Week 14

The week began with a final influx of feedback from the faculty. Overall a couple of frame rate issues were identified and a couple of jerky bird movement issues were pointed out. Apart from these changes most of the team was now transitioning to the our preproduction concept which now had a title – The Melody of Life. Below is a log line for the experience that we want the next team to stay true to.

“A toy based sequence delivering a message of cultural unity and harmony through cultural music and dance depicting the celebration of life.”

Interactions – The experience will be a room scale VR experience without interactions. VR interactions are major design challenges and solving them is not the focus of the animation studio.

Setting – The experience will be set in a child’s room. There will be three distinct areas in the room that look slightly out of place, but have distinctly cultural connotations. This is intended as a metaphor for each culture existing in it’s own part of the world.

Experience Stages

The viewer makes her way to a cultural zone in the room. As she walks towards them, a visual cue such as a glow on the area coupled with hints of cultural music draws her in.

When the viewer reaches the zone, the dolls placed will rise up in the air and dance around the player to a distinctly cultural tune representing a celebration of life. This will repeat on three occasions as the player approaches each designated area drawing her into each culture piecemeal.

Once all three dances have been triggered, a circular stage appears in the centre of the room drawing the player in. Once the player reaches the stage each of the cultural dolls come in to the center and begin dancing in unison.

At first the music will remain distinct with each tune of cultural music represented separately. The player will trigger the music based on which doll he is gazing at.

However, over time the music will start to blend into a single tune. As the music changes the dolls will begin to imbibe elements of the other culture’s dance into their own, until finally they are all dancing to the same tune and the same melody.

Preproduction Package Deliverable

Concept art for room and cultural areas, Storyboard, Research into cultures

Resource list for choreography of cultural dances

Motion Capture Usage guide

Spatial soundscape exploration of blending different styles of audio

Week 13

This week signalled the final week of development. The CG part of the experience (Act 2) was being developed in a separate sandbox and now needed to be integrated. The integration included establishing of pacing and perspective shifts. Considering the more intimate nature of this aspect of the experience, we wanted to make use of VR in the best possible manner. Therefore, we moved the camera in and out of the fluid moving elements in the sequence. Additionally, we ran into interesting spline movement issues that were highlighted at this juncture only because of the creation of smaller splines.

Week 12

Last week signalled the final pivot for the direction of the experience. With the puzzle complete, all that remained was the execution. The audio that the viewer hears inside the currents, and towards the end of the experience were now even more crucial aspects of the experience. We had fellow ETC students write down snippets of their favorite story lines. We recorded a few of the more memorable lines and mixed them together creating a babble like whisper effect. The visual elements were also now starting to come together with final touches on the springs and currents.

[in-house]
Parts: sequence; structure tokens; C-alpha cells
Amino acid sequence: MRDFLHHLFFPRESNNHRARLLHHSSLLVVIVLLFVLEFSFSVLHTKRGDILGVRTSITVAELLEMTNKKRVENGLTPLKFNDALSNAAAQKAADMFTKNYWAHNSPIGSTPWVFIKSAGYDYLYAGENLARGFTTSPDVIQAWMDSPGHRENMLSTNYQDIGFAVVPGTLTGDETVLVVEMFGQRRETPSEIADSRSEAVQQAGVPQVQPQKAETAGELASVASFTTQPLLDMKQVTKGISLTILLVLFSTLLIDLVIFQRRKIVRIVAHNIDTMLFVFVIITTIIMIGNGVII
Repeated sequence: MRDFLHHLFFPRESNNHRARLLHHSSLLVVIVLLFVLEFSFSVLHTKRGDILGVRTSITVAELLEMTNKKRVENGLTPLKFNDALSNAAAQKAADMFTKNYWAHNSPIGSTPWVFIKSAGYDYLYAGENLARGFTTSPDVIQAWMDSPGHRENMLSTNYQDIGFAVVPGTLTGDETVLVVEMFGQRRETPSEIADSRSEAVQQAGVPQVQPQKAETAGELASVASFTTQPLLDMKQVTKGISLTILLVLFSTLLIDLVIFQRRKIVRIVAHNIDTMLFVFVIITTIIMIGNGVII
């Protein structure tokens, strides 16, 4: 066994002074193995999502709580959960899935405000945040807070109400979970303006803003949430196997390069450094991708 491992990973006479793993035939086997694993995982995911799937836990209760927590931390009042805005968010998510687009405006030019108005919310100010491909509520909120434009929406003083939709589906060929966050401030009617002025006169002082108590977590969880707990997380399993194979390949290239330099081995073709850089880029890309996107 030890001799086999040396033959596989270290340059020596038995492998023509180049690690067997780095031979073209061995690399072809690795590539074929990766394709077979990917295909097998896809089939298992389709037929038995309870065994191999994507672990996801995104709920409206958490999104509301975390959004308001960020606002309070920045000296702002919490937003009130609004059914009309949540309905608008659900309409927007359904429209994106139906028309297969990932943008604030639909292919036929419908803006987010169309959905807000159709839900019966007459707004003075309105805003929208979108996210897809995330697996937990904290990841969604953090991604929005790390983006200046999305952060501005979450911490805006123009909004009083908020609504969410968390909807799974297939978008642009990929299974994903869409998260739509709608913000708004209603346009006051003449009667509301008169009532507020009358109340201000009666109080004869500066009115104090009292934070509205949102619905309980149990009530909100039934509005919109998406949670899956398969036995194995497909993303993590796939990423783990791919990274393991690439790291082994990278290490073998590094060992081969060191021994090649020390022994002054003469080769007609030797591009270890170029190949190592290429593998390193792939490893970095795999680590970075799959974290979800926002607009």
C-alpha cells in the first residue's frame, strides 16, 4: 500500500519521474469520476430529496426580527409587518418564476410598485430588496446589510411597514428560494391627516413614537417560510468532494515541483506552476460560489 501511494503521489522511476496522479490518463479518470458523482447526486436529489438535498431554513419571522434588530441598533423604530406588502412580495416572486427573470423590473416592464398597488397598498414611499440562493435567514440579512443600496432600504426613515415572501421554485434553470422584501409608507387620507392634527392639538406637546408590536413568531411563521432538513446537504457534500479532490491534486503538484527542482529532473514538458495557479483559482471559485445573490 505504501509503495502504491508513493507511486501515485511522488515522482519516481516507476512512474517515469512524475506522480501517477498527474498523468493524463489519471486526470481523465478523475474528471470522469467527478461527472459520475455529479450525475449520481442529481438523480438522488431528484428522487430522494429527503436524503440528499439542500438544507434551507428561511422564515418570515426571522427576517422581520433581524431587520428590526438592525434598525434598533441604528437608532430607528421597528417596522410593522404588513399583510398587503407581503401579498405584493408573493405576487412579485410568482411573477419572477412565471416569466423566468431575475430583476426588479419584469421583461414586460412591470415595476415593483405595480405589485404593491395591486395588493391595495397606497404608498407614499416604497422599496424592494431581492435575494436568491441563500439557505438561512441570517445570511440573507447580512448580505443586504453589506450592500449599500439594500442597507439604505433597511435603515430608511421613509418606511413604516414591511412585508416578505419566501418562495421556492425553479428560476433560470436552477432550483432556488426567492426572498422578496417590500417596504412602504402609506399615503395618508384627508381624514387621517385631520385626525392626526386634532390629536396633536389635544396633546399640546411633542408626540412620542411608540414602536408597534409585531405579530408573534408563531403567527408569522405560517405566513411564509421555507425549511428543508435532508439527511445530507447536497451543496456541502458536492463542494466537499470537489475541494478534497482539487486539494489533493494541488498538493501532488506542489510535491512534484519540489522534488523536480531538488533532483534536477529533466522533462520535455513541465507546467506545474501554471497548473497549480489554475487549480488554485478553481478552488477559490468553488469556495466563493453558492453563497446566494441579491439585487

Week 11

This week we executed another set of playtests with a slightly younger age group. We found that players were now having emotional reactions to the imagery of the world and the music. Descriptions of the experience were typically along the lines of ‘peaceful’, ‘soothing’, ‘calm’ and ‘serene’. However, we found that players still were not honing in on any interpretation of the experience. We decided to strip away elements of the experience arc that were not adding any value. Instead we decided to really zone in on communicating visually and aurally one specific design challenge, i.e. the sea and the currents as representations of stories.

Week 10

This week we thought we’d share some of the technical details of our implementation of Act 2 which is entirely computer generated imagery. The geometry of the cage is no more than an icosahedron. The smooth line and the face fading in effect are implemented based on barycentric coordinate. We split the shared vertices to ensure each face/triangle has its own three vertices. For each triangle we assign a unique barycentric coordinate as vertex to three vertices. After rasterization the coordinates are interpolated among pixels which can finally be used to determine distance to triangle boundary, and used to shade edges. The shattering effect of cage is based on UE4 destructible mesh which creates the debris pattern based on voronoi diagram. The shape of orb is even simpler: it’s just a sphere. However, we added a bunch of details to it based on displacement mapping and normal mapping. Textures are procedurally generated from noises. In order to prevent the uv distortion of sphere, a technique named tri-planar texturing was employed. TPT is a blending of three sets of textures based on the normal direction of each pixel. On top of that, we animated the surface of the orb by panning uv coordinates. Finally, the particles are driven by vector field created using Maya’s Fluid Simulator. A vortex and a turbulence component are added so that particles are moving in a more interesting way.